Lebanon national carrier halves flights amid fears of Israel war
Lebanon’s national carrier, Middle East Airlines (MEA), announced a significant reduction in its flight operations as ongoing tensions along the border with Israel and recent tit-for-tat incidents have raised concerns of a potential conflict.
Since an attack by Hamas on October 7th ignited hostilities between Israel and Gaza-based militants, the border between Lebanon and Israel has witnessed near-daily incidents involving Lebanon’s Hezbollah and Palestinian groups, including Hamas.
The toll on the Lebanese side has been significant, with at least 22 people killed, including four civilians, leading to growing fears of a broader escalation in the region. Mohammad El-Hout, the Chairman of MEA, confirmed that starting next week, only eight of the airline’s 22 planes will remain operational, with the rest of the fleet being moved to alternative airports.
During a televised interview from Beirut’s airport, Mohammad El-Hout stated, “More than half of the company’s flights will be canceled.” The decision to cut flights was influenced by changes in the company’s insurance coverage in the wake of the October 7th Hamas attack. El-Hout noted that “Insurance companies began to worry two or three days after” the attack, resulting in a reduction in war risk coverage.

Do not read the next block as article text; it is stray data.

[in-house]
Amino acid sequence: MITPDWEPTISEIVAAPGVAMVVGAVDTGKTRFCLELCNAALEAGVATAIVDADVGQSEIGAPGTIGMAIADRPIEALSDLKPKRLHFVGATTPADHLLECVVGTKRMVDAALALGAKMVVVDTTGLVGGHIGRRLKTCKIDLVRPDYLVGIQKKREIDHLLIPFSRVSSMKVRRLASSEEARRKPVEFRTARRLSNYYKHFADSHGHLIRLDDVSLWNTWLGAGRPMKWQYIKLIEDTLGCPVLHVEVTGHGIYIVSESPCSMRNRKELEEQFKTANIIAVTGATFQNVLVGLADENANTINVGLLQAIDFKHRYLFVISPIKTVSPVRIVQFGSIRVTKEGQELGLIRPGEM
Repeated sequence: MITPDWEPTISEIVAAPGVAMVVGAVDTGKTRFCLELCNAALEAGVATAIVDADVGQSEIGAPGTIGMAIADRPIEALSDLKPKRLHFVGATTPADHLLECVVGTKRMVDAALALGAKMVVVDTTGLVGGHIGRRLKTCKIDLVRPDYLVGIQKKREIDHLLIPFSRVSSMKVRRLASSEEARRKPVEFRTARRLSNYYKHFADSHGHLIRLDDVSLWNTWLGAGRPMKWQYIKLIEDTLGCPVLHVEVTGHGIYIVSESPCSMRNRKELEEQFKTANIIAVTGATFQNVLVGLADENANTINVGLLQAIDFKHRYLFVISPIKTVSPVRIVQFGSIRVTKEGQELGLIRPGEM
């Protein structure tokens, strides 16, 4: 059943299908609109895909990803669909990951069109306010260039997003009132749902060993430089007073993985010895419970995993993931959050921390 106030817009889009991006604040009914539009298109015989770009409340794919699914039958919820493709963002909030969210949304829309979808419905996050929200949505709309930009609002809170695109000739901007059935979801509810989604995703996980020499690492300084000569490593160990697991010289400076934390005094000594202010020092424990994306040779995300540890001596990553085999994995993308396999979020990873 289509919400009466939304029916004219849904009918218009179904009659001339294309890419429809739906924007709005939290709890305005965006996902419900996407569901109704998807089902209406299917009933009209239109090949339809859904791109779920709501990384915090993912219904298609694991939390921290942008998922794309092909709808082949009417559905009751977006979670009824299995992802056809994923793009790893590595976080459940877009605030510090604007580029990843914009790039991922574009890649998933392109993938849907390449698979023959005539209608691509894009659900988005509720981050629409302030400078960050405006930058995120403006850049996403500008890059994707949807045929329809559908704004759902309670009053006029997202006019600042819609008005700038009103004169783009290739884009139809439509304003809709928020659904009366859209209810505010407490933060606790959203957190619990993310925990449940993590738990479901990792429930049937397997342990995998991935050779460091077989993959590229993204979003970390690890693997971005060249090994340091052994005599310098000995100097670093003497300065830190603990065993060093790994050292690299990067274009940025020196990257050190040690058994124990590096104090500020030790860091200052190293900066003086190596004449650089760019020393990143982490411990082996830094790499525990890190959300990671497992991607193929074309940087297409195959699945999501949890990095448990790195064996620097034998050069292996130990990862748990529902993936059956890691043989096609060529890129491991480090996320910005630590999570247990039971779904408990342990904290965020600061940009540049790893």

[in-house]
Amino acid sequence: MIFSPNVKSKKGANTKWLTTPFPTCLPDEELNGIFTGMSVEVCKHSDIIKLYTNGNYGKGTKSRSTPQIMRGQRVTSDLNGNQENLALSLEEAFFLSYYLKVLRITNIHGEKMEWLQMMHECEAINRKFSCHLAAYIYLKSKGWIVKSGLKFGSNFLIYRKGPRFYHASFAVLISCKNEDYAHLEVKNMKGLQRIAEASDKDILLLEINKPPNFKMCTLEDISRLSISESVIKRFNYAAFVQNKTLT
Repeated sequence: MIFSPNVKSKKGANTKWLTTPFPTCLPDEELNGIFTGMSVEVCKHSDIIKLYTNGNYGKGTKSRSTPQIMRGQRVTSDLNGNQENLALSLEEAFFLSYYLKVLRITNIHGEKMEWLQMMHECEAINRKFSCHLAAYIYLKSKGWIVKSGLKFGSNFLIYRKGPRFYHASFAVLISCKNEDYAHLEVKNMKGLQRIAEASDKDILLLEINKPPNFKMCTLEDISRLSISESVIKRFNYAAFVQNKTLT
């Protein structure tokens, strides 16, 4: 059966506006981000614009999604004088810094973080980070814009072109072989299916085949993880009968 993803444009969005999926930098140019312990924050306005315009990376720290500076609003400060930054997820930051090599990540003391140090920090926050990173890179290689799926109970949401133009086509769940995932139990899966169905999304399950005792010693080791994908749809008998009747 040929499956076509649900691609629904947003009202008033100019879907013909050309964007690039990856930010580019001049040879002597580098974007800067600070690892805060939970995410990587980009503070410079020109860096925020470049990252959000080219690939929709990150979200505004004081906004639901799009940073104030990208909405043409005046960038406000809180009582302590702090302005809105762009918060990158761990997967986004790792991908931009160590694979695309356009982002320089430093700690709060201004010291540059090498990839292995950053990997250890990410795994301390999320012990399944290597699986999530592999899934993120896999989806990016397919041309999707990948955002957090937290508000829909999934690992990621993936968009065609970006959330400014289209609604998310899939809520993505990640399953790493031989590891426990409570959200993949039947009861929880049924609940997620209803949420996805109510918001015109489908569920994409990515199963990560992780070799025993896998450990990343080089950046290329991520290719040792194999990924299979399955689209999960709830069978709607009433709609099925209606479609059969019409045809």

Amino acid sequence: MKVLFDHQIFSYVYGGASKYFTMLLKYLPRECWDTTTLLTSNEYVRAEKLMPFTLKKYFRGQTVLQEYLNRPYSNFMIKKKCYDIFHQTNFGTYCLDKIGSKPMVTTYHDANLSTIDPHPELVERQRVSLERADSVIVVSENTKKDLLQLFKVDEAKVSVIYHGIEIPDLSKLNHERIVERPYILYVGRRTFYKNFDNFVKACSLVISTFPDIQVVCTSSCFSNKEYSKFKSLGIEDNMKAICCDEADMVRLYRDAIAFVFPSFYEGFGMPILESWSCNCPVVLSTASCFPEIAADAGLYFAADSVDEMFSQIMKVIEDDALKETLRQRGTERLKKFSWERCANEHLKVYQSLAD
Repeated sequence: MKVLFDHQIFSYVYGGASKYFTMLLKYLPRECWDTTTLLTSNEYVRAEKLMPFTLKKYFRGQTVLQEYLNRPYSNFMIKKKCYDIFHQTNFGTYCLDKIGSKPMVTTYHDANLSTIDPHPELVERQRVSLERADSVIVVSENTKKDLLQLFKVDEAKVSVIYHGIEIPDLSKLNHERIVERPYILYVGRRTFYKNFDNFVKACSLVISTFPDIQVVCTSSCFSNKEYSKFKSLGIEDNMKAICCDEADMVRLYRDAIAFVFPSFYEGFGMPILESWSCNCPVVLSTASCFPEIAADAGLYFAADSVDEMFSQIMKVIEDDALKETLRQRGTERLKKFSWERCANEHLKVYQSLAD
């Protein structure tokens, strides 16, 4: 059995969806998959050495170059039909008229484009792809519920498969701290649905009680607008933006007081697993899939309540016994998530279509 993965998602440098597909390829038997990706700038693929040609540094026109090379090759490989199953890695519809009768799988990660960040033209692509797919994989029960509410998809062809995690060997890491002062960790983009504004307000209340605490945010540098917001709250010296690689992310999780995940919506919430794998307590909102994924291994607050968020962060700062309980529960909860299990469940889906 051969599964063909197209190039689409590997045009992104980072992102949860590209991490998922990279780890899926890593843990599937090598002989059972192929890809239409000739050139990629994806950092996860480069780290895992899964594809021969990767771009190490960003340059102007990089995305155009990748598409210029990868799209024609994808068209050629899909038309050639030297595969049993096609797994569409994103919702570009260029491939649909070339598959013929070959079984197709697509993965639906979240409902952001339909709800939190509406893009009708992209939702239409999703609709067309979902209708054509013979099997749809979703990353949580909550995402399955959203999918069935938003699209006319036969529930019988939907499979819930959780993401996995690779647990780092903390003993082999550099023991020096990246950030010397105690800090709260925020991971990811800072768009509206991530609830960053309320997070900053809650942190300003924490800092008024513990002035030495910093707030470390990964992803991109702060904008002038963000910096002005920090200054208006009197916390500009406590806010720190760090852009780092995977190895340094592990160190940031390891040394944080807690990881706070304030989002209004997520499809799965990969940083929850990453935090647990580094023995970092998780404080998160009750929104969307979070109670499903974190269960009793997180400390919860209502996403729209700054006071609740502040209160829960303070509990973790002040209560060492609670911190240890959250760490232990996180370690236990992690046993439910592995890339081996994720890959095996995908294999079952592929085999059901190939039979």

MEA is not the only airline affected by the escalating tensions. Swiss International Air Lines and Germany’s Lufthansa have temporarily suspended flights to Beirut. Western nations, including the United States, Britain, France, Australia, Canada, and most recently Belgium, have issued travel advisories urging their citizens to leave Lebanon due to the unpredictable situation.
Belgium’s advisory, for instance, urged its citizens to leave the country promptly, emphasizing the unstable conditions in the region. Israel’s actions, primarily the sustained airstrikes on Gaza since October 7th, have drawn international attention, with over 4,100 Palestinians, mainly civilians, reported as casualties according to Gaza’s Hamas-run health ministry.
As the situation remains fluid, Lebanon’s national carrier’s decision to cut flights underscores the concerns over the potential for a wider conflict in the region. International actors continue to closely monitor developments along the Lebanese-Israeli border.